The SSI subsequently receives various items of information from the Danish Patient Safety Authority that were collected in connection with the authority’s infection tracing-related tasks. Among others, these items of information include CPR number or other identification; presumed source of infection; test type used by the infectee; if the infectee has experienced symptoms, including disease onset; if the infectee forms part of a delimited outbreak, previous stays abroad, number of close contacts that the infectee has given to the Danish Patient Safety Authority.

The SSI receives information only when needed to comply with its task relating to the monitoring and prevention of and fight against covid-19.

As a state, Denmark has an obligation to comply with the International Health Regulations (IHR). In this connection, Denmark has a number of duties under Decision no. 1082/2013/EU of the European Parliament and the Council of 22 October 2013 on Serious Cross-border Health Threats and on the Annullment of Decision no. 2119/98/EF. Among others, the member states have an obligation to inform the competent health authorities in the member states and Commission appropriately and timely about outbreaks of infectious diseases, etc., e.g. to facilitate effective infection tracing measures.

The legal basis for the SSI’s processing of personal data is Article 6(1), litra e) of the General Data Protection Regulation, cf. Section 222 of the Danish Healthcare Act, as the processing is necessary for the performance of a task in the exercise of official authority vested in the SSI.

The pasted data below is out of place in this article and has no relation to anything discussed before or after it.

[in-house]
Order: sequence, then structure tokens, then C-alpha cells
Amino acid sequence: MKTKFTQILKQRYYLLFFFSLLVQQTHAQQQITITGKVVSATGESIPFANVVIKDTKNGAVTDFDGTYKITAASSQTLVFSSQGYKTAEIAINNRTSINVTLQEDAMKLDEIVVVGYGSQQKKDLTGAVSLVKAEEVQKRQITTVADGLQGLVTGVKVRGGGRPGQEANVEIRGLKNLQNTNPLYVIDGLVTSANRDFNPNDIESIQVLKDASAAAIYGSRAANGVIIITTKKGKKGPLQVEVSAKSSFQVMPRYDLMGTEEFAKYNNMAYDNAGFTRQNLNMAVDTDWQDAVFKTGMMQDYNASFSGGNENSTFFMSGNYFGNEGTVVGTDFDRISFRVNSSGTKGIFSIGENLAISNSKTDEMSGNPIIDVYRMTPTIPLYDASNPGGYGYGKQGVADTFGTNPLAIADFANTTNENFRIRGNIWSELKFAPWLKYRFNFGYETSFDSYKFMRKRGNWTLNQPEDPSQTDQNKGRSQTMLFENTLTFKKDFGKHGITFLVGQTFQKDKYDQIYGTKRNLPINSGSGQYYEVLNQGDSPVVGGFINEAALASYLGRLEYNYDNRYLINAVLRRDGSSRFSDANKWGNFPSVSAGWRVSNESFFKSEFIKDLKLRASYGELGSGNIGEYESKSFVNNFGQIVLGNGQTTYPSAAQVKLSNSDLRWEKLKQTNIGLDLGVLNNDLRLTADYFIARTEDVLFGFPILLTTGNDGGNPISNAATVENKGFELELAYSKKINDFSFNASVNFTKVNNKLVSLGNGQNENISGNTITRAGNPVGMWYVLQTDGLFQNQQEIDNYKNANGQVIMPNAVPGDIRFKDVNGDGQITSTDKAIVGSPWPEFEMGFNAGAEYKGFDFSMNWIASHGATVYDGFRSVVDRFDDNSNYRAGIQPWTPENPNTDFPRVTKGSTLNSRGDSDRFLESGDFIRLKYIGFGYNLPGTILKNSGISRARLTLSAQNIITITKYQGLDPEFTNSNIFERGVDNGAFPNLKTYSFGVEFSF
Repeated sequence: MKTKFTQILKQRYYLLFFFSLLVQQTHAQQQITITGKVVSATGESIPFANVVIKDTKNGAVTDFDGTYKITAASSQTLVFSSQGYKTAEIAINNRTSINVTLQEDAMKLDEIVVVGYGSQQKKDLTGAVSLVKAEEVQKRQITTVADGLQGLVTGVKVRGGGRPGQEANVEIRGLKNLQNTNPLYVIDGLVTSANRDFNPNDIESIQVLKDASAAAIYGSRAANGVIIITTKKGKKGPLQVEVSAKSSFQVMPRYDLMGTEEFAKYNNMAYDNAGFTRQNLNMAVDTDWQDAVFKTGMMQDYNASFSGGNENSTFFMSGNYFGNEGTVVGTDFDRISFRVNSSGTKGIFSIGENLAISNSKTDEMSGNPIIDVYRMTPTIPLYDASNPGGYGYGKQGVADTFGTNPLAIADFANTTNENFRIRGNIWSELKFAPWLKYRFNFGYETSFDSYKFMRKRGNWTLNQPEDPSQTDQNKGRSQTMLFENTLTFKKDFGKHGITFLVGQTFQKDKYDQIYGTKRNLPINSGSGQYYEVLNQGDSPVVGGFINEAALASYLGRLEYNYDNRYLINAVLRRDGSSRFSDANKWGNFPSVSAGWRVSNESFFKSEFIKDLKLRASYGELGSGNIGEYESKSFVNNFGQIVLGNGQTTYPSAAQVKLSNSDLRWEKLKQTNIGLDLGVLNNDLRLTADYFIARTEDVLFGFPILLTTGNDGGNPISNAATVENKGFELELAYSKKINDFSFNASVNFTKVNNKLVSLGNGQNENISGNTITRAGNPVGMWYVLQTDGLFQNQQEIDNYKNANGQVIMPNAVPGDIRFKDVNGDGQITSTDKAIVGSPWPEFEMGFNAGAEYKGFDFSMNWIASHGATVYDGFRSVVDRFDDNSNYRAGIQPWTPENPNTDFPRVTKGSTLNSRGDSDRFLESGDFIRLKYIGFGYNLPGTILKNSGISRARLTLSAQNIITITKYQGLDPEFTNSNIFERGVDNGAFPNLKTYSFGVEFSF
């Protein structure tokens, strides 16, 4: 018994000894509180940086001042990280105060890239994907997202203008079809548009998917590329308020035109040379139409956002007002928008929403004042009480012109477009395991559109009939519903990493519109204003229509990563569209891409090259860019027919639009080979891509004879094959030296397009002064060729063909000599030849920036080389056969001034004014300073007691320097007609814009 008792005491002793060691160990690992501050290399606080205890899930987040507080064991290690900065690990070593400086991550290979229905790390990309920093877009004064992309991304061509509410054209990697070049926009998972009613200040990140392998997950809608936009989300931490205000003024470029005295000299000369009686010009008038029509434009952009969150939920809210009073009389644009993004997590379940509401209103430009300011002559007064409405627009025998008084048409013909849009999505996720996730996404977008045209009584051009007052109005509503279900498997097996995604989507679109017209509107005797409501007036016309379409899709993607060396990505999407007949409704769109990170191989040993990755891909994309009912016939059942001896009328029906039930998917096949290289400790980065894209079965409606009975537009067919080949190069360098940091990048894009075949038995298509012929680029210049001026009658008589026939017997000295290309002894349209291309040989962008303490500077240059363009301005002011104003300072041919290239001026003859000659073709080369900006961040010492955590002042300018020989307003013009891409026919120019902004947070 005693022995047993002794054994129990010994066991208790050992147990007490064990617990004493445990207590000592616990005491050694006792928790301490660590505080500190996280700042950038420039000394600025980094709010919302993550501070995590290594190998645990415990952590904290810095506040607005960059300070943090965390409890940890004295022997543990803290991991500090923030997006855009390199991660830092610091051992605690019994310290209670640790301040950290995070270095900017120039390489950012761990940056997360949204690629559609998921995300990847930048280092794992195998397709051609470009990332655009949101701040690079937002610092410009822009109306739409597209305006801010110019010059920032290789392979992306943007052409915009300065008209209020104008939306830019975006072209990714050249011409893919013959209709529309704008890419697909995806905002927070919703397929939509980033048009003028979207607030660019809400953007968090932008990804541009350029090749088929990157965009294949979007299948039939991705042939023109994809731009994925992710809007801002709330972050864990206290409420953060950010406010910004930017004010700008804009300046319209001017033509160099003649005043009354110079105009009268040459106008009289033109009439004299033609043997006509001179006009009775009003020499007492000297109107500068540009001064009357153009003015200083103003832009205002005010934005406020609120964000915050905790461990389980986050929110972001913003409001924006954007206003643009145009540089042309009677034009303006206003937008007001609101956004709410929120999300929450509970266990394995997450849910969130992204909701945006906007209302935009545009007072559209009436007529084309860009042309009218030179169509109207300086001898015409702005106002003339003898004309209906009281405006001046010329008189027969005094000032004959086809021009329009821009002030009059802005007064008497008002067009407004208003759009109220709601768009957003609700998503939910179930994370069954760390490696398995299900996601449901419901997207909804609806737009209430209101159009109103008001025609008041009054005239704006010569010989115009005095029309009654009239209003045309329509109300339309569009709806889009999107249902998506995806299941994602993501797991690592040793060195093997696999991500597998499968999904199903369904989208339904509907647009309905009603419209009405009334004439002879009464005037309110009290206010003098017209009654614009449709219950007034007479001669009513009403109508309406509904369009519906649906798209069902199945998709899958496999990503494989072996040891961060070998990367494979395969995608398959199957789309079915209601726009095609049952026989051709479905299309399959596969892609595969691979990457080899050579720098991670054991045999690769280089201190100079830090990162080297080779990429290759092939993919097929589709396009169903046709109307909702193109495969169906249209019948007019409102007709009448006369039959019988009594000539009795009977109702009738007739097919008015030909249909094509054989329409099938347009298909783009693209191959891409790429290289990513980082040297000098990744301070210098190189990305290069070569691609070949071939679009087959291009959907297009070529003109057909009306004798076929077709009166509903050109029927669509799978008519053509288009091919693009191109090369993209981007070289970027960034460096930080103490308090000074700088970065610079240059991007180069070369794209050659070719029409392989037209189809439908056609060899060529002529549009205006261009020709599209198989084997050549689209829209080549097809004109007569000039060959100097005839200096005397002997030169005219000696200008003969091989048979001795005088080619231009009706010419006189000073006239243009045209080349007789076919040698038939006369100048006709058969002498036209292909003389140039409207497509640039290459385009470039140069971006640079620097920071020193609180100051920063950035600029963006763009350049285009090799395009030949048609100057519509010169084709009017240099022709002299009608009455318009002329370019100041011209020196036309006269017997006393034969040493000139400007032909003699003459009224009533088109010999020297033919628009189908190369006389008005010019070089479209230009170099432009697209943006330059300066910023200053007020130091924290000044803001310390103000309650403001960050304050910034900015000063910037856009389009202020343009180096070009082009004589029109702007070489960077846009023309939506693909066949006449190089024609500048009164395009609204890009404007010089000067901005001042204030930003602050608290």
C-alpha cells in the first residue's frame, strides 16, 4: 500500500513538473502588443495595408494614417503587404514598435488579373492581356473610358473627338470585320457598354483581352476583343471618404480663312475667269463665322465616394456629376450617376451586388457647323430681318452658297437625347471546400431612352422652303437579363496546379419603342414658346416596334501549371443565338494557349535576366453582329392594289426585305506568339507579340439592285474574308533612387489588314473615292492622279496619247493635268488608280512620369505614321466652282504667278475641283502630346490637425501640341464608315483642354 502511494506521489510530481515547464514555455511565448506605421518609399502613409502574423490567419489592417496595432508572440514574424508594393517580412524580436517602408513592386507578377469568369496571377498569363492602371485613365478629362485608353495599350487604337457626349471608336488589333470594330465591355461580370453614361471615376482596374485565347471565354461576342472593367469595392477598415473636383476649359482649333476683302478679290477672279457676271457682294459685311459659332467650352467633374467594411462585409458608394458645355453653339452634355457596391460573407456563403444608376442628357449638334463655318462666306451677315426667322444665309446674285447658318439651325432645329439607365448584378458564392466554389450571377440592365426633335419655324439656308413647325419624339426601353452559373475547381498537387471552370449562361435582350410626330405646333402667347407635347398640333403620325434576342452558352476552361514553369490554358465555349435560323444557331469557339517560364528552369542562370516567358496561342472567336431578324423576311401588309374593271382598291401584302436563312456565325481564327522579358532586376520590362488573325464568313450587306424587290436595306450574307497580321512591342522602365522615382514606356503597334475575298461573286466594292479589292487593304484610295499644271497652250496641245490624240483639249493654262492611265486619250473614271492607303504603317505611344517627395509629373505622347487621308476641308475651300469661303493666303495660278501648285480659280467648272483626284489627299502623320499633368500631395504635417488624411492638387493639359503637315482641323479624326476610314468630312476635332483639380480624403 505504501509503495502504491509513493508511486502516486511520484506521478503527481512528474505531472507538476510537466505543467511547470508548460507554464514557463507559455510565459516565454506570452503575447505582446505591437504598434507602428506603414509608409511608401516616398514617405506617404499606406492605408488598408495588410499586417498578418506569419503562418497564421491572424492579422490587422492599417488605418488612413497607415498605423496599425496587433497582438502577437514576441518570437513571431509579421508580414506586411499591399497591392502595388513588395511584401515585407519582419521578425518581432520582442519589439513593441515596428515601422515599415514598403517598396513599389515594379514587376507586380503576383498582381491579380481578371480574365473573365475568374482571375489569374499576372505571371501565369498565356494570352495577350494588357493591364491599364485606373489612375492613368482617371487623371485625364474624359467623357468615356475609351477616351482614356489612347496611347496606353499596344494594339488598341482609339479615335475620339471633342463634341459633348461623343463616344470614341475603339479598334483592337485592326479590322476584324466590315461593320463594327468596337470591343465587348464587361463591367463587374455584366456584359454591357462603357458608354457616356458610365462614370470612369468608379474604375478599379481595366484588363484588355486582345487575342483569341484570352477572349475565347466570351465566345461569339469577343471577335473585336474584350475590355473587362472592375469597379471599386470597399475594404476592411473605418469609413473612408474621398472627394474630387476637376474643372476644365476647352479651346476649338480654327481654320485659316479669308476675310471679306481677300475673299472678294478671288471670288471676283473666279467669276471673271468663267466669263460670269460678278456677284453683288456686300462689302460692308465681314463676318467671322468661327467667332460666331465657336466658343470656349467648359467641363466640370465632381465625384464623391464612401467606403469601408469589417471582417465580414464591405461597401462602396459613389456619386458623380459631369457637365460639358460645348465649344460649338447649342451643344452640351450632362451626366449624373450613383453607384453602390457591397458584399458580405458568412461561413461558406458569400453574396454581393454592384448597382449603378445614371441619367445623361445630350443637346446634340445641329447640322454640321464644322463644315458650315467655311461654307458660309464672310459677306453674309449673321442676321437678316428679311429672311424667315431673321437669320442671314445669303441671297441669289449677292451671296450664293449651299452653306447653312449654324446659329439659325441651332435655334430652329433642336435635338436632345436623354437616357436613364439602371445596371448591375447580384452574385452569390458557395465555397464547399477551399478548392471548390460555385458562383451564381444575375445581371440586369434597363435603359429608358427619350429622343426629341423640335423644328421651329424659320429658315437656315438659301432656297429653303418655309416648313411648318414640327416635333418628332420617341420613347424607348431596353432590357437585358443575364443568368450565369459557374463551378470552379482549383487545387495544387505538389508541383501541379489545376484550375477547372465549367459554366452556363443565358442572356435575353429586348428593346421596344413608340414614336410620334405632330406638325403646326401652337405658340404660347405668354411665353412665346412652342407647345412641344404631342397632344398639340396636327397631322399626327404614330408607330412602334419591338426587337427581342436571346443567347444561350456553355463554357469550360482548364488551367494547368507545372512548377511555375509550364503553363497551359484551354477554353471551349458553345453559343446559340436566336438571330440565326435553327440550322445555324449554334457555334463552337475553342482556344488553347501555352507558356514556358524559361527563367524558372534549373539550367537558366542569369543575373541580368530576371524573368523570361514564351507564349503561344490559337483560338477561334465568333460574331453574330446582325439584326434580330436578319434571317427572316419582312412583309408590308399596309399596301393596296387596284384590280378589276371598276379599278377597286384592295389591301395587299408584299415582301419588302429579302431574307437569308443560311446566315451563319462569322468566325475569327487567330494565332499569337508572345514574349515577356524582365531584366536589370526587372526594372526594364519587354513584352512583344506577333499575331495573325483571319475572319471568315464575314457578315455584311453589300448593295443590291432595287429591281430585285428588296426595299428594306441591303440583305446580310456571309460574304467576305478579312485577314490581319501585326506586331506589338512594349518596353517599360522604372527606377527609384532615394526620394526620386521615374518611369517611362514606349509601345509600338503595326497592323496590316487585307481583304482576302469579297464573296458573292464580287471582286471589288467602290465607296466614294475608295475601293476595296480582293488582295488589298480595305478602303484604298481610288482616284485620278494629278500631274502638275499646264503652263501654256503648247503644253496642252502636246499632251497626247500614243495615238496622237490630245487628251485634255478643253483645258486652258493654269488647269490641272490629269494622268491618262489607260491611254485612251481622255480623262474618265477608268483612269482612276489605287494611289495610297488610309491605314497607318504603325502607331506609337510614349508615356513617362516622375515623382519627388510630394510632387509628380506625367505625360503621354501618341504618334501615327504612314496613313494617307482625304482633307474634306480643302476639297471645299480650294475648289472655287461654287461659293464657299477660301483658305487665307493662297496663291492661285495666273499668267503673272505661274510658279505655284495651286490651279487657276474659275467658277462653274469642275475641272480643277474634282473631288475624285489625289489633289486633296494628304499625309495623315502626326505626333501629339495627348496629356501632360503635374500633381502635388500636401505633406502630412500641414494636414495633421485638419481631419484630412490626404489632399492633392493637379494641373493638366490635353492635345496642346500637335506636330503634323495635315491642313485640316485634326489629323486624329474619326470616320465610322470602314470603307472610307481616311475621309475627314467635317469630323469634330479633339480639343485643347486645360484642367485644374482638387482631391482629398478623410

Furthermore, the legal basis for the processing of special categories of personal data is provided in Section 7, Subsection 3 of the Danish Data Protection Act, in Article 9(2) litra h) of the General Data Protection Regulation and in Section 222 of the Danish Healthcare Act, as it is necessary to process the information to prevent illness and prepare medical diagnoses.

The legal basis for the SSI’s processing of your CPR number is provided in Section 11, Subsection 1 of the Danish Data Protection Act, as the processing is needed to identify you uniquely.

The data processed as part of the SSI’s monitoring activities is stored until it is no longer necessary for the SSI to comply with its obligations in pursuance of Section 222 of the Danish Healthcare Act.

Have you been tested for covid-19 by a private test provider?